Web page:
There is an ongoing debate in the literature on implicatures regarding what mechanisms are behind their derivation. Specifically, theories make different predictions for the role of different types of alternatives in implicature computation. More recently, this question has been tackled in the experimental literature by making use of a priming paradigm (Chemla & Bott, 2016, Rees & Bott 2018, Waldon & Degen 2021, Marty et al. 2024). I will offer an extension of the existing priming paradigm which includes embedded (downward-entailing) cases as well as cases highlighting the alternative visually (or not). The results suggest that both influence the rate to which implicatures are derived. I will discuss the theoretical consequences of these results.

Talk by Carla Spellerberg (Amherst) and Carolin Reinert (Frankfurt) in the Semantics Colloquium

We are happy to announce a talk by Carla Spellerberg (Amherst) and Carolin Reinert (Frankfurt) in the Semantics Colloquium.

The talk will take place on campus in IG 4.301.
If you wish to participate virtually via Zoom, please contact Lennart Fritzsche for the link.

Date: July 4, 2024

Time: 4 pm – 6 pm ct

Title: Nouns and their typical activities

In this talk, we present parts of our ongoing joint work on the semantics and processing of English adjective noun constructions such as the following:

a. Mary is a skillful dancer.
b. Mary is a skillful ballerina.
c. Mary is a skillful person.
d. Mary is a skillful beginner.

We assume that adjectives like skillful are underspecified, and capture this by means of a parameter in the semantics of these adjectives. Moreover, we assume that value of this parameter is supplied as a default by world knowledge associated with certain nouns, or is supplied by the context of utterance. We are interested in the (in)ability of nouns to provide a default interpretation: while (1a) and (1b) could be paraphrased as Mary is skillful as a dancer/ballerina, (1c) and (1d) cannot be paraphrased as Mary is skillful as a person/beginner.

In our talk, we discuss preliminary results of the first norming study in our experimental series, which compares non-deverbal nouns that have an event argument (such as ballerina) and non-deverbal nouns that do not have an event argument (such as person). In this pilot study, we presented speakers of American English (n=40) with stimuli containing an adjective-noun construction consisting of a skillful-type adjective and a noun of one of the two noun classes, and asked them to supply the respective skill (e.g. Mary is a skillful ballerina/person – What is Mary skillful at? ). The results of this study point towards the fact that English speakers are sensitive to the noun type that a skillful -type adjective combines with. We connect this to broader psychological concepts capturing how humans identify and categorize entities belonging to different kinds (Prasada & Dillingham 2006), and argue that skillful -type adjectives are sensitive to so-called k-properties associated with nouns, which we assume are represented linguistically (by means of the event argument). Finally, we would also like to discuss our next steps: we are planning to test the real-time processing of these adjective-noun combinations in a maze task (Forster et al. 2009), and we are also planning to test the interpretation of these adjective noun constructions in context.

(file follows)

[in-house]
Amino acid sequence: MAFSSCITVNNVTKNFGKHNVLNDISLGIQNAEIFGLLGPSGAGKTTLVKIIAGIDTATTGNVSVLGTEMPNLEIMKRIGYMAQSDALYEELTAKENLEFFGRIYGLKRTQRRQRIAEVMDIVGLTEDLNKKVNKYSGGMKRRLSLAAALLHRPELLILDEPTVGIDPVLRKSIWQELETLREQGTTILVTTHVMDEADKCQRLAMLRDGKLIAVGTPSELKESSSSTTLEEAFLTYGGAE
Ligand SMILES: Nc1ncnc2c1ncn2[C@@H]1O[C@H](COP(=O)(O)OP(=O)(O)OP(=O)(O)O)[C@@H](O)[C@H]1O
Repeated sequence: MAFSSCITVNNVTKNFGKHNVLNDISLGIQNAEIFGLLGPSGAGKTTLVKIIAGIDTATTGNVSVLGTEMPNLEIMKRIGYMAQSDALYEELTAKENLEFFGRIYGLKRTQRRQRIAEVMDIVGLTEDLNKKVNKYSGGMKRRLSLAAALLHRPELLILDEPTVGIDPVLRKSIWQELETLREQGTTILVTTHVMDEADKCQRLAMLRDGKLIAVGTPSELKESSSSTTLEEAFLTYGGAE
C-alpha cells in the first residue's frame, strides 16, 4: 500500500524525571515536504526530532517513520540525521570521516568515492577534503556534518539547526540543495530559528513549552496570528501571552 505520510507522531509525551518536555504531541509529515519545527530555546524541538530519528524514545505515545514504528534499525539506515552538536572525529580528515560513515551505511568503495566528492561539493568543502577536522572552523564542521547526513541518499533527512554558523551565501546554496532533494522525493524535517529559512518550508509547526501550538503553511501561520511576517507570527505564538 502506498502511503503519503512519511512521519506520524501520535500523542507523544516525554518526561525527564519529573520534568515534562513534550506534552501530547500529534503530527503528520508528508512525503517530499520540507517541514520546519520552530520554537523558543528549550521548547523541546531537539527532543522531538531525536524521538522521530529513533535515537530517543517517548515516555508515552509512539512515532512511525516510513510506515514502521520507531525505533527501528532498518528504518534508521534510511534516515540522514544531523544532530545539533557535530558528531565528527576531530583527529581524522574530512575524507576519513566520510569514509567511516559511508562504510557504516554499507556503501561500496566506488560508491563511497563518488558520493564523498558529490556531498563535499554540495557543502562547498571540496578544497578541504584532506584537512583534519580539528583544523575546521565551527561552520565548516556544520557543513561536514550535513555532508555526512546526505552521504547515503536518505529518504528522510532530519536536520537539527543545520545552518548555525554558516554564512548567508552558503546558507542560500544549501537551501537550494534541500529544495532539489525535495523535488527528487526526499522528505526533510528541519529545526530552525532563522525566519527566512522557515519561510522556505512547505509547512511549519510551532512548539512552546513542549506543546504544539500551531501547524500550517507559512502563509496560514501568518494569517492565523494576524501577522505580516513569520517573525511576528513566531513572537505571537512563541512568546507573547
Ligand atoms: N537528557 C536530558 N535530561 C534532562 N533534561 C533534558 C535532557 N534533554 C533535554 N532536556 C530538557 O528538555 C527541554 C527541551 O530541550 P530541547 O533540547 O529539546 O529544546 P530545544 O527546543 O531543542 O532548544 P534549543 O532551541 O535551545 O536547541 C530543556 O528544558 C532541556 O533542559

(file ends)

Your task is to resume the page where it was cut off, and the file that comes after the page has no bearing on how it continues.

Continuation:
Talk by Emil Eva Rosina (Bochum) in the Semantics Colloquium

We are happy to announce a talk by Emil Eva Rosina (Bochum) in the Semantics Colloquium.

The talk will take place on campus in IG 4.301.
If you wish to participate virtually via Zoom, please contact Lennart Fritzsche for the link.

Date: June 27, 2024

Time: 4 pm – 6 pm ct

Title: Pragmatics in experiments on remembering as a gate to epistemology

In this talk, I present for the first time in a talk format the results of six experiments on memory reports and discuss the results with regard to Kristina Liefke’s and my semantics of German ‘noch wissen, dass/wie’ (lit. ‘still know that/how’). Our semantics predicts that “remembering how” requires better evidence than “remembering that”. My experimental data suggests an even broader phenomenon of experientiality in memory reports, confirming also the unacceptability of ‘Blue remembers Grandma swimming in the sea’ when Blue did not personally experience the swimming. For the case of ‘dass’/’that’ complements in the same situation (so concerning the question whether indirect experiencers remember at all), the results depend heavily on the study format. Our semantics predicts acceptability, possibly blurred by pragmatic competition. I suggest that different kinds of pragmatic effects interact differently depending on the study format, and that this poses a circularity challenge for experimental methodology.